Obviously, there’s often a big difference between a car and a computer program, but you see my point. Car companies are willing to take your money in trade for the rolling hunk of metal and walk away. They’d love it if you paid them to maintain the car, but they won’t sue you if you go somewhere else or dump the car on the open market.

    Ford can rest easy knowing that someone paid them something for 99.9% of the Fords they see driving on the road. Maybe they didn’t make a huge profit on each car, and not everyone driving a Ford bought it at a Ford dealer. But there aren’t a lot of cars getting stolen from Ford’s factories.

    Software companies just can’t let go as easily, because they’re mostly selling ideas and not physical objects. They know that there’s a huge potential for people using their ideas without paying them, and it burns them up inside.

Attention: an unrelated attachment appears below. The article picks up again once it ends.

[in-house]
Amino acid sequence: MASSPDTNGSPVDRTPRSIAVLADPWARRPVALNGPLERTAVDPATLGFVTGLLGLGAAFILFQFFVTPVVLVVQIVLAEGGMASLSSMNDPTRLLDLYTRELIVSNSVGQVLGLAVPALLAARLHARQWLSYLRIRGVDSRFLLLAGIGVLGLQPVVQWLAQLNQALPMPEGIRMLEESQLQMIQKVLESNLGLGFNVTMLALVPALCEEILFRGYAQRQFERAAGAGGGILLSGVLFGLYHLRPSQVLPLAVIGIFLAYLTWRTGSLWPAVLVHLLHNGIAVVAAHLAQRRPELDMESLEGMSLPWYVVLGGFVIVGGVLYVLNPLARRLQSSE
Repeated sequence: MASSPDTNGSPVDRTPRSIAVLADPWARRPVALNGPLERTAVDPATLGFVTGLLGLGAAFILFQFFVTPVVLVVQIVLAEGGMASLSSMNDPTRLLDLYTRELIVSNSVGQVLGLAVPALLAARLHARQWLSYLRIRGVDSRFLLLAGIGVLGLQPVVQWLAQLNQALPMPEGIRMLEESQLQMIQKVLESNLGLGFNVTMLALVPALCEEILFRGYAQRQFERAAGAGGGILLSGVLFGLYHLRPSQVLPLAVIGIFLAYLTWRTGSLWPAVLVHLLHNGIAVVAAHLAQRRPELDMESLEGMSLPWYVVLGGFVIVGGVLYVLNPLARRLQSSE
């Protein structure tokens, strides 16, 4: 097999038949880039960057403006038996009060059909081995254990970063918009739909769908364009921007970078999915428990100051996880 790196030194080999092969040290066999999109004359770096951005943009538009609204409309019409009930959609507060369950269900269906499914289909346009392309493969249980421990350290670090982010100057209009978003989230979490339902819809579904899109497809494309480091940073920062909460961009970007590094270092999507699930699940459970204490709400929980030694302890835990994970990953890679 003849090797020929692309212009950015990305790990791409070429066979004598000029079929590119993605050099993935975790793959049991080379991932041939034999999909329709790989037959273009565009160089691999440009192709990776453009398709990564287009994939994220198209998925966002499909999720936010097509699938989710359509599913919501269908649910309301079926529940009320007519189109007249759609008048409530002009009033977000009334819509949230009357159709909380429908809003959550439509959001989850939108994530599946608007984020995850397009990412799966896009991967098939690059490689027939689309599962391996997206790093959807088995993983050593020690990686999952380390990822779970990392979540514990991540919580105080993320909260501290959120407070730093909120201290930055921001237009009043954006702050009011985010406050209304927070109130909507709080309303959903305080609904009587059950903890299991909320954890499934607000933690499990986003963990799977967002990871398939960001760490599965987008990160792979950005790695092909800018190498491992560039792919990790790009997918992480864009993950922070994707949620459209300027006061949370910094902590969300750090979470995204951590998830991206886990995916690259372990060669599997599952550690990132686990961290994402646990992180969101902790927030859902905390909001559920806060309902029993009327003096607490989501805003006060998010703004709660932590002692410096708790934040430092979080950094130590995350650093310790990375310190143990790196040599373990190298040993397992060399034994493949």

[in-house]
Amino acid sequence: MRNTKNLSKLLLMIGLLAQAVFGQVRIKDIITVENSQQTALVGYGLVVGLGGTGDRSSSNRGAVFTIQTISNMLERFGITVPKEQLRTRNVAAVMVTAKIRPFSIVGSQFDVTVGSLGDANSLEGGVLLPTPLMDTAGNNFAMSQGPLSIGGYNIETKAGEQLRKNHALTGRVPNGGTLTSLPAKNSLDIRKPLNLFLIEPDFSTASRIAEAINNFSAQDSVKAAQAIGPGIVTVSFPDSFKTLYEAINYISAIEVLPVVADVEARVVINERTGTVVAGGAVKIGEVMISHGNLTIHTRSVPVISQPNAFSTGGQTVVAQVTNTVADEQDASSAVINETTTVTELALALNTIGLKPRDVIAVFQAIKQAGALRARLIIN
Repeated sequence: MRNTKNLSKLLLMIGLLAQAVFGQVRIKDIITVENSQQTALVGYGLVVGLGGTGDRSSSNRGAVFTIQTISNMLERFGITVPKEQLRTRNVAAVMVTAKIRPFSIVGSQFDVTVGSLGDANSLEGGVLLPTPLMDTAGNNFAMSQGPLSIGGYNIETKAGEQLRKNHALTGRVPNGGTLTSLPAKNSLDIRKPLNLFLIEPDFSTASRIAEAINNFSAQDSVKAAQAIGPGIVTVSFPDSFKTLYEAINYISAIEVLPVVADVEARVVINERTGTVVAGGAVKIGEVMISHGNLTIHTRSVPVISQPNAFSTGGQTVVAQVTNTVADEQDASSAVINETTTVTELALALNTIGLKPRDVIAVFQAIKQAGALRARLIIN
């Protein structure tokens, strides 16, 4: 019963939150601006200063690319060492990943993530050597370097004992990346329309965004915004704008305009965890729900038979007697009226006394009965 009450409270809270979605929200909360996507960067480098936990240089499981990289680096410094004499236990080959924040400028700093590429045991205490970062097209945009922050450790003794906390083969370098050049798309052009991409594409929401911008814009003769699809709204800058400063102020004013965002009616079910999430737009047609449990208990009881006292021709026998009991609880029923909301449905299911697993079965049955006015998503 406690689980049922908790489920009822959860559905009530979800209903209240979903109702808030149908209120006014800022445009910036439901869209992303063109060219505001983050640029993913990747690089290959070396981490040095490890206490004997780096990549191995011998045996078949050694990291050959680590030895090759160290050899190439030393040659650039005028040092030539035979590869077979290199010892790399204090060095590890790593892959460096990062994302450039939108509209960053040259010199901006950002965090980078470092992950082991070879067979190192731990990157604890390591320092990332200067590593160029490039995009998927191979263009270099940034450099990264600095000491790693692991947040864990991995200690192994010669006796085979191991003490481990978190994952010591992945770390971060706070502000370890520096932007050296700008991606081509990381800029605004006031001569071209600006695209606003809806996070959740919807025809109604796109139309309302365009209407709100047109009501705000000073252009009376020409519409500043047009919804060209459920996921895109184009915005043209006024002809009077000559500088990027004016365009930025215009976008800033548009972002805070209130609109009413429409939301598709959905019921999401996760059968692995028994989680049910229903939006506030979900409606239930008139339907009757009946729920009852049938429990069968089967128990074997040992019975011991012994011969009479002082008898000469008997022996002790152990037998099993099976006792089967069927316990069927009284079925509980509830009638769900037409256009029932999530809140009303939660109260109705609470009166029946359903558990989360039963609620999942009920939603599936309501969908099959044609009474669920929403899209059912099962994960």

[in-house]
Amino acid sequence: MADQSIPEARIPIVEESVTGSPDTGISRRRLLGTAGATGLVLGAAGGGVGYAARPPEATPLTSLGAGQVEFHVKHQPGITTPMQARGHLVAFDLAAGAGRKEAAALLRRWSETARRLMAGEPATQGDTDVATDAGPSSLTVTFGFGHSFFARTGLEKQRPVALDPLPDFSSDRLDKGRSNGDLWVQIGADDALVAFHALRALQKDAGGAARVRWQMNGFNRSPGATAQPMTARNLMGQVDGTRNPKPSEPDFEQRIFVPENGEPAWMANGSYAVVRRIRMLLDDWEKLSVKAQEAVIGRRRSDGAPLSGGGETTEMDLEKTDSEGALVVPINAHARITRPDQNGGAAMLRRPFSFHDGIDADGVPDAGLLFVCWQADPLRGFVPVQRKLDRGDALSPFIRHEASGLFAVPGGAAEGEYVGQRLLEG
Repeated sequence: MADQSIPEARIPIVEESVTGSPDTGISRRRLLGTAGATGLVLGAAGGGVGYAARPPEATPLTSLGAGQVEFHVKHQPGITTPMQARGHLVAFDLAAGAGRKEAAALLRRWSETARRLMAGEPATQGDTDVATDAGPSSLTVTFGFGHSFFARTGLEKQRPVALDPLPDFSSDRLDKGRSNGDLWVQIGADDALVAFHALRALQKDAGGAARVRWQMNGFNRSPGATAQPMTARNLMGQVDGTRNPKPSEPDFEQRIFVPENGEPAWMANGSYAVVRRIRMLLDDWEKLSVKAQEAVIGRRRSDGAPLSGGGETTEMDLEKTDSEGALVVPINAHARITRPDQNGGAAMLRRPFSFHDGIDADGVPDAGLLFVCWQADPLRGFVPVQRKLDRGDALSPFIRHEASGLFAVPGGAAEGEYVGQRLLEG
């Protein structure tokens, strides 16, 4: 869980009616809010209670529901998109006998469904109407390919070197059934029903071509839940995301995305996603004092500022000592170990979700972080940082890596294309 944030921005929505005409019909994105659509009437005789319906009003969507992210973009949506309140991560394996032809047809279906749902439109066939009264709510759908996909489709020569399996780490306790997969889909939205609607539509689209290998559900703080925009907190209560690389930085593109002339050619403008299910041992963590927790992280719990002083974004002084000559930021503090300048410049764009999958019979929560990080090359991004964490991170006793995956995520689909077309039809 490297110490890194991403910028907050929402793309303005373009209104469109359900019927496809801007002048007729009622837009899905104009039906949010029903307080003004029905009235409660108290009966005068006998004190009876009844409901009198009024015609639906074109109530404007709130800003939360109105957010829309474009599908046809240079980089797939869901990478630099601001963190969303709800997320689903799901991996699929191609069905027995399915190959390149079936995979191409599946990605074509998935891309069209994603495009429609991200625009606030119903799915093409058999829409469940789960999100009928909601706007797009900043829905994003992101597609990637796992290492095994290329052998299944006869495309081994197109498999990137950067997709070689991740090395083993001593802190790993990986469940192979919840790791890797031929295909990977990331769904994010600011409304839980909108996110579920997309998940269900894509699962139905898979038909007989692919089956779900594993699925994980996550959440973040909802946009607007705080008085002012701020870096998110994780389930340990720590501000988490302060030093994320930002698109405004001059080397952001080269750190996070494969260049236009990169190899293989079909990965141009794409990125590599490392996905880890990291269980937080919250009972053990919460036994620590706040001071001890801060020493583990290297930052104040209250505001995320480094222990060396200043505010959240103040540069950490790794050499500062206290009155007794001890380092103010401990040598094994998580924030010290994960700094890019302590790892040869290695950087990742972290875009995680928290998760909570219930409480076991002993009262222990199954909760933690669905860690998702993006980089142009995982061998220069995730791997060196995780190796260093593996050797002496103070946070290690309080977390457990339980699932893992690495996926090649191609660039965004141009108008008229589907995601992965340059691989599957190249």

11. Factoid says:

    @quadir: That sounds like pretty typical Gabe.

    The process of making a game has obviously given them some different perspectives on the industry and piracy. Or maybe they were simply not opposed to online activation before either.

    I give them props for it being lightweight and non-invasive…but that wasn’t the “most unobtrusive” form of DRM…which of course would be “no DRM at all”.

    They run a business, they understand what it means to protect assets. If you listen to their podcast their actually both pretty astute observers of business and the games industry in general. I respect their decision, but I don’t agree with it.

  12. Namfoodle says:

    @Factoid:

    Once they chose Greenhouse as a publisher, they may have had a limited menu of DRM options to choose from. Since Greenhouse is not GOG, “no DRM at all” was probably not on the table. It’s likely they were aware of this and accepted the DRM as a part of doing business.

    Be that as it may, I’m currently enjoying my first playthrough of Fallout 1, which I got from GOG. Not sure if I’ll ever buy OTRSPOD.

  13. Rick C says:

    “When you go to sell your old car, car companies don’t moan and gnash their teeth, demanding that anyone who wants a particular model of car can only buy it new from the manufacturer.”